By Windy Cole, DPM, CWSP
Use of an antimicrobial moisture management dressing paired with a gellable fiber technology under a two-layer compression system in the treatment of heavily exudating VLUs improves clinical outcomes and cost savings.
Chronic venous insufficiency is the 7th most common chronic disease and is the underlying cause of 95% of leg ulcers.¹ Venous leg ulcers (VLUs) are difficult to treat, often taking a minimum of 12 weeks to heal.² VLUs are notoriously heavily draining wounds. This drainage contributes to the formation of excessive bioburden, devitalized tissue, and microorganisms, all of which prolong wound healing. To effectively manage VLU exudate, dressing changes 3 or more times weekly are not uncommon. More frequent dressing changes increase the overall cost of care and may contribute to delayed wound healing via disruption of the wound and exposure to external contaminates.
This single-center retrospective analysis examined the impact on clinical outcomes and cost savings of a dressing combination newly available to our outpatient wound clinic. Standard-of-Care (SOC) dressings consisted of Non-adherent+Silver Alginate+Hydroconductive Dressing+Compression. The new treatment combination consisted of an antimicrobial moisture-management dressing (TRITEC™ Silver Dressing, Milliken Healthcare Products, LLC, Spartanburg, SC) , an innovative gellable fiber dressing (AGILE, Milliken Healthcare Products, LLC), and a two-layer compression system (CoFlex® TLC, Milliken Healthcare Products, LLC).
Medical records of 6 patients who received the same SOC treatment were reviewed for the 4 weeks prior and the 4 weeks after converting to the new treatment combination. Analyzed data consisted of frequency of bandage changes, cost of wound dressings, wound size, wound tissue appearance, exudate amount, and quality of the peri-wound skin.
The antimicrobial moisture-management dressing is two-layered and combined into one dressing by means of a micro-knit process. The dressing pulls away excess exudate while still preserving optimal moisture at the wound bed. Moisture wicks from protection layer (wound facing) to transfer layer (outward facing) reducing the risk for peri-wound maceration. A secondary dressing is required to capture the moisture being wicked through. This primary dressing can be left in place for up to 7 days while secondary dressings and other treatments are replaced as needed
The gellable fiber dressing provides the optimal balance between absorption capacity and structural integrity. While many dressings classified as alginate dressings will burst upon reaching their fibers capacity, this dressing will remain intact. One dressing is capable of absorbing 296% of its own weight. The micro-fibril gelling fibers work to absorb, transport, and disperse fluid in all directions of the dressings. The gellable fiber dressing can be used as either a primary or secondary dressing based on the clinician’s needs.
The two-layer compression system gives patients more freedom and mobility. This system is a short stretch performance designed for active patients with edema. Odor and itch control properties are embedded within the foam first layer. Visual indicators within the second layer guide restorative compression application and ease of application. This system provides non-slip support while still being low profile, lightweight, comfortable, and breathable.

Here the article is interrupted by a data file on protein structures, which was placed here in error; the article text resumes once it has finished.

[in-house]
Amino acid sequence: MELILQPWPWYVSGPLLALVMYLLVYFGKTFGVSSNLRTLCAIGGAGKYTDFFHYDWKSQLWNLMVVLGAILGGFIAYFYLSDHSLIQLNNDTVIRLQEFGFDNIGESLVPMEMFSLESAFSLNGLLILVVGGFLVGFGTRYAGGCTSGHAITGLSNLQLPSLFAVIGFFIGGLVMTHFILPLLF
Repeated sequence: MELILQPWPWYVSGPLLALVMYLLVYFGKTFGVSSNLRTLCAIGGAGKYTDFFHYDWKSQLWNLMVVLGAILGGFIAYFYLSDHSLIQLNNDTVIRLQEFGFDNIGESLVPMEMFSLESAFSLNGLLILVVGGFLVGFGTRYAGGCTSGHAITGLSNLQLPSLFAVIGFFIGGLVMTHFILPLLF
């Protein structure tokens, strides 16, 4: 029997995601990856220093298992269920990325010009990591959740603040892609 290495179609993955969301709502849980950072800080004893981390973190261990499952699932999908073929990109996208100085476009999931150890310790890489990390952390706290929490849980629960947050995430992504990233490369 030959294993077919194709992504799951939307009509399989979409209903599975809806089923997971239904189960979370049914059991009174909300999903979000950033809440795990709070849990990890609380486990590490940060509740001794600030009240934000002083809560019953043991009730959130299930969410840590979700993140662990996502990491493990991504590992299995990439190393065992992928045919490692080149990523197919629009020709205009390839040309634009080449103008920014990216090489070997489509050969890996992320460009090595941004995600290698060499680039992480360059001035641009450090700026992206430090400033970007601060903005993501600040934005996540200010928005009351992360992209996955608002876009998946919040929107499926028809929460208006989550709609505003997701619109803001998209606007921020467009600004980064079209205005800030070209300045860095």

Figure 1 shows that the new dressing combination resulted in an almost 40% reduction in overall dressing change frequency as compared to SOC.
Cost per bandage change decreased by 46% with use of the new dressing combination versus SOC, as seen in Figure 2.
Adoption of the new dressing regimen resulted in several notable outcomes:
- Improved management of exudate resulted in a near 40% decrease in weekly bandage changes
- Per bandage cost decreased by almost half
- Overall average dressing cost savings of $506.64 per patient during the 4-week new bandage adoption period, versus the 4-week SOC treatment period.
- Decreased patient visits required less clinical staff time.
- Wound area continued to progress in a positive direction.
- No treatment related adverse events.
- No patient complaint
Windy Cole, DPM, CWSP, serves as Adjunct Professor and Director of Wound Care Research at Kent State University College of Podiatric Medicine and Student Rotation Coordinator, UH Richmond Medical Wound Center, both in Cleveland, Ohio. She is a dedicated healthcare advocate with interests focused on medical education, diabetic foot care, wound care, limb salvage, clinical research, and humanitarian efforts. Dr. Cole has published extensively on these topics and is a sought-after speaker both nationally and internationally. Dr. Cole also serves as a member of the Editorial Advisory Board for LER.
- Eberhardt R, Raffetto J. Chronic Venous Insufficiency. Circulation. 2014;130(4):333–346.
- Nelson EA, Adderley U. Venous leg ulcers. BMJ Clin Evid. 2016:1902.
- Rice JB, Desai U, Cummings AK, Birnbaum HG, Skornicki M, Parsons N. Burden of venous leg ulcers in the United States. J Med Econ. 2014 May;17(5):347-56.